My name is Kristie A. Thomas, PhD, MSW and I am a recipient of the 2019 AEA/SAGE Early Career Excellence in Teaching Awards. The Teaching of Evaluation Topical Interest Group asked me to reflect on what I learned at the conference and share some tips and tricks I have learned from teaching evaluation to graduate-level, clinical social work students at Simmons University.
My biggest “aha” moment at the conference came from Ronald Heifetz’s plenary on adaptive change. I was already familiar with his framework, but I had never thought about using it to inform my approach to teaching evaluation. As he spoke, I reflected on the challenges I often encounter when teaching evaluation (e.g., student anxiety, resistance, and anger at having to take the course; beliefs that evaluation is unhelpful or even harmful for clients). What I realized from his talk is that addressing these challenges requires an adaptive change framework. In other words, requiring the course exposes them to the material, but without attention to their attitudes and norms about evaluation, it is unlikely that they will exit with a solid grasp of the material or an appreciation for its importance.
I use several strategies to combat these attitudes and norms.
- Convince me! During the first class I ask students to convince me why evaluation is important. They often report back that evaluation helps them to be more accountable to clients and aligns with the social work code of ethics. Bingo! I then show them the following video to highlight how evaluation can directly improve the lives of clients.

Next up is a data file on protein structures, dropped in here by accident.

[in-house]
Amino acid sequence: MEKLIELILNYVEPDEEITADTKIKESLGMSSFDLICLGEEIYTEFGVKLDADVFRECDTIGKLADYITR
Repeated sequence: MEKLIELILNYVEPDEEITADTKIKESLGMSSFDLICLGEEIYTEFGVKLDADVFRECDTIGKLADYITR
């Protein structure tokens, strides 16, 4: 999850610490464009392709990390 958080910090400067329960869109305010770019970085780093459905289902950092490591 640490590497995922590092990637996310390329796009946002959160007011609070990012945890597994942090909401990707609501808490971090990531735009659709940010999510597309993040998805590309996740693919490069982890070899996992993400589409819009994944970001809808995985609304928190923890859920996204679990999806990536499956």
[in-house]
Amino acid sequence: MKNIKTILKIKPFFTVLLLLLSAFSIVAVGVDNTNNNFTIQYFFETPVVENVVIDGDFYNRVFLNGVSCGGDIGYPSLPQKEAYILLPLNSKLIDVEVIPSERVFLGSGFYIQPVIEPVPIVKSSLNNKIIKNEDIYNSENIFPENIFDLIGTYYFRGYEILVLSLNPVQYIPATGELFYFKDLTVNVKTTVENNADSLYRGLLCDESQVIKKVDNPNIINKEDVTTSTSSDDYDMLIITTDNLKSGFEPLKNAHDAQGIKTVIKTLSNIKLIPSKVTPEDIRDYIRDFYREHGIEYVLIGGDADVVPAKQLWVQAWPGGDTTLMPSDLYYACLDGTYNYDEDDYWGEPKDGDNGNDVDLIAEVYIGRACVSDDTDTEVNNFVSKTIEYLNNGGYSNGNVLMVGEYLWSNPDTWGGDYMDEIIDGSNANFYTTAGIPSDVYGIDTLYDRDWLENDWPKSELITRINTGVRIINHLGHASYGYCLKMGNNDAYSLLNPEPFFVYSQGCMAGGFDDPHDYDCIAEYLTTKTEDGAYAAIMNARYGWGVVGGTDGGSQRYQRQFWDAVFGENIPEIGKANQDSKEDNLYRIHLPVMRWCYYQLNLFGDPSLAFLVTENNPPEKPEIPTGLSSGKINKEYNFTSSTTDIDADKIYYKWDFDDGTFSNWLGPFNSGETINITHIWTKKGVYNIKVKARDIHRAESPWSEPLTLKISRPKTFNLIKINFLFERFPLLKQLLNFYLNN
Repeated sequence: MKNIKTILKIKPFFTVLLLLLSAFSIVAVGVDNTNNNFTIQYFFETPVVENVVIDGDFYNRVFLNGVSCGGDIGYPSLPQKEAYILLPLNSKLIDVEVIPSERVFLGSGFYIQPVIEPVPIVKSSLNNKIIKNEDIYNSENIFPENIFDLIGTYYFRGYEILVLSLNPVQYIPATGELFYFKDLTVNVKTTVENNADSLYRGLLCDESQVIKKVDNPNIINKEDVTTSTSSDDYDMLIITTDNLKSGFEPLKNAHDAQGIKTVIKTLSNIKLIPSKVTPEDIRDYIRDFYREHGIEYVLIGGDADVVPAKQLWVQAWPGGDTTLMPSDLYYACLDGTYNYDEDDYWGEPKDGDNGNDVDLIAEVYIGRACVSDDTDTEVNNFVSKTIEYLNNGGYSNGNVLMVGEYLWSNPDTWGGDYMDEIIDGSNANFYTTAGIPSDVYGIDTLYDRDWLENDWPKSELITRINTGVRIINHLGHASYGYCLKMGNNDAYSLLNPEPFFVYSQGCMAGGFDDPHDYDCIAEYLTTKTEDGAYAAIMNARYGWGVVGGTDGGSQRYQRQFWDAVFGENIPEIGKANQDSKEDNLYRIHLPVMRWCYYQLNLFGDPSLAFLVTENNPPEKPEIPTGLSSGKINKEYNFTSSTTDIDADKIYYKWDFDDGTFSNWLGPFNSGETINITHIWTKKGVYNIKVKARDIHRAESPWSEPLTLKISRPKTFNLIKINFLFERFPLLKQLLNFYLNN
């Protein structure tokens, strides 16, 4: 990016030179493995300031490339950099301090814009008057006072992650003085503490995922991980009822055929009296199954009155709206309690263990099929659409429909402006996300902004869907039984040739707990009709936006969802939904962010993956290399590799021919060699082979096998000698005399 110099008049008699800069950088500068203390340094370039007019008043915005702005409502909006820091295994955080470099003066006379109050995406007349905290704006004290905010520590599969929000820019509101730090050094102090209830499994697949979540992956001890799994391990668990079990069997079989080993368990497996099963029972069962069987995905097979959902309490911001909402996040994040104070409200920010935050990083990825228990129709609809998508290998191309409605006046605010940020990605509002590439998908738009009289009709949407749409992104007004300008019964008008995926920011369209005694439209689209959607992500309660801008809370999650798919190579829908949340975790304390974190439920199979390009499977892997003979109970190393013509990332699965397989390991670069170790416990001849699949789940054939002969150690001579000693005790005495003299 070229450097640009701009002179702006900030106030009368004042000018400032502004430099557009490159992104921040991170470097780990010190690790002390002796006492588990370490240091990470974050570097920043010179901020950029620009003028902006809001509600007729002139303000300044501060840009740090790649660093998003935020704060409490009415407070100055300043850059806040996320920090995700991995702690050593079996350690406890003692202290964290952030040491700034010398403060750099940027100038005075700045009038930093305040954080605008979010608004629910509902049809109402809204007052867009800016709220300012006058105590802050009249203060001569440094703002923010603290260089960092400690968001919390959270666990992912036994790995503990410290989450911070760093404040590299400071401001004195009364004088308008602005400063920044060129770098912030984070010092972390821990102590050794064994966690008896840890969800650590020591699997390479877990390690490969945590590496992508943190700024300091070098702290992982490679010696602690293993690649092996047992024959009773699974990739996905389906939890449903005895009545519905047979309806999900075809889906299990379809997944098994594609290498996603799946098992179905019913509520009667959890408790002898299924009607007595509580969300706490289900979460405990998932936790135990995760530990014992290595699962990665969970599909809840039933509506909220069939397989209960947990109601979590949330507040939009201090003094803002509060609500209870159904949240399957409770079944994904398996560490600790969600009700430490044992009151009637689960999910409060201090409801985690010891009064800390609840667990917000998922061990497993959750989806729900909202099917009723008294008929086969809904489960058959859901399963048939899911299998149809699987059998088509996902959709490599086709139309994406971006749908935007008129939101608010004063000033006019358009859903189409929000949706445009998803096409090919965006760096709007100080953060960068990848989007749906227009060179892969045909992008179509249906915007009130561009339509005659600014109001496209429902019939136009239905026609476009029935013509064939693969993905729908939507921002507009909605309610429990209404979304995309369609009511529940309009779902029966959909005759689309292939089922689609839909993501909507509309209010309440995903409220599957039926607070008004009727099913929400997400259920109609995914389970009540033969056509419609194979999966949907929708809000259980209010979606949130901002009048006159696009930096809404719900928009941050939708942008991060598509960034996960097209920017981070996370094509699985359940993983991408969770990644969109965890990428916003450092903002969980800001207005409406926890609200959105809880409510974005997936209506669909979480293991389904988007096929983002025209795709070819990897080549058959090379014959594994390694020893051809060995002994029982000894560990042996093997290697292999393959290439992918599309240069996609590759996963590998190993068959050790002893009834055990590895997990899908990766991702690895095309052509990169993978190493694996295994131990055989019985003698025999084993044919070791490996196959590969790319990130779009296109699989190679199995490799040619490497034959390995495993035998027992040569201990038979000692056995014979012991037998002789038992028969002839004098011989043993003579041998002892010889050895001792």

- Understand your identity! To get them to think of themselves as evaluators, I have them identify the sources of data that they collect to inform treatment planning (e.g., self-report, administrative records), and then ask them to draw parallels to data collection in program evaluation.
- Demystify evaluation! Finally, it is important to make the process feel real to students and to demystify it as much as possible, so I always share examples from my own evaluation work. For example, I teach the process of measure development by showing them the many stages of the evaluation measures that I have co-authored with my community partners (e.g., MOVERS). They especially enjoy reviewing the full list of initial items, discussing which items they would drop and why, and learning how we settled on the final items. They appreciate that I am honest about the challenges we encountered and mistakes we made along the way.
In summary, good teaching of evaluation, especially in social work education, involves guiding students through a process of uncovering and replacing any negative attitudes and norms about evaluation that they might hold. Doing so helps to ensure that students truly absorb the content and actually apply it.
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